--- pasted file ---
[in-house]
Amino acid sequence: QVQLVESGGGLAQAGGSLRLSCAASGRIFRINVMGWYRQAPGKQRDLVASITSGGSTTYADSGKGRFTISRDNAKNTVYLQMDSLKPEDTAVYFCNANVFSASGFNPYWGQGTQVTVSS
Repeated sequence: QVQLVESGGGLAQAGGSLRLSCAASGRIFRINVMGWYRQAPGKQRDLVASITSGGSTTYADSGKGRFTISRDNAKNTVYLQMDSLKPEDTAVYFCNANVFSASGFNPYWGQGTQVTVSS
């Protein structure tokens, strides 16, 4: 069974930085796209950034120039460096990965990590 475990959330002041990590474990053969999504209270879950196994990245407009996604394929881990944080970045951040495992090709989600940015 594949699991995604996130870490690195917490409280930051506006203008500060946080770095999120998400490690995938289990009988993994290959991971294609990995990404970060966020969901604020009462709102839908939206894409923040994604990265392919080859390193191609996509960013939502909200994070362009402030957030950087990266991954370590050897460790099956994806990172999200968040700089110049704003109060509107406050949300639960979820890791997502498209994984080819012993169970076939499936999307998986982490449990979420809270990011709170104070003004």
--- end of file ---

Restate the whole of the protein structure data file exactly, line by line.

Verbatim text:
[in-house]
Amino acid sequence: QVQLVESGGGLAQAGGSLRLSCAASGRIFRINVMGWYRQAPGKQRDLVASITSGGSTTYADSGKGRFTISRDNAKNTVYLQMDSLKPEDTAVYFCNANVFSASGFNPYWGQGTQVTVSS
Repeated sequence: QVQLVESGGGLAQAGGSLRLSCAASGRIFRINVMGWYRQAPGKQRDLVASITSGGSTTYADSGKGRFTISRDNAKNTVYLQMDSLKPEDTAVYFCNANVFSASGFNPYWGQGTQVTVSS
């Protein structure tokens, strides 16, 4: 069974930085796209950034120039460096990965990590 475990959330002041990590474990053969999504209270879950196994990245407009996604394929881990944080970045951040495992090709989600940015 594949699991995604996130870490690195917490409280930051506006203008500060946080770095999120998400490690995938289990009988993994290959991971294609990995990404970060966020969901604020009462709102839908939206894409923040994604990265392919080859390193191609996509960013939502909200994070362009402030957030950087990266991954370590050897460790099956994806990172999200968040700089110049704003109060509107406050949300639960979820890791997502498209994984080819012993169970076939499936999307998986982490449990979420809270990011709170104070003004």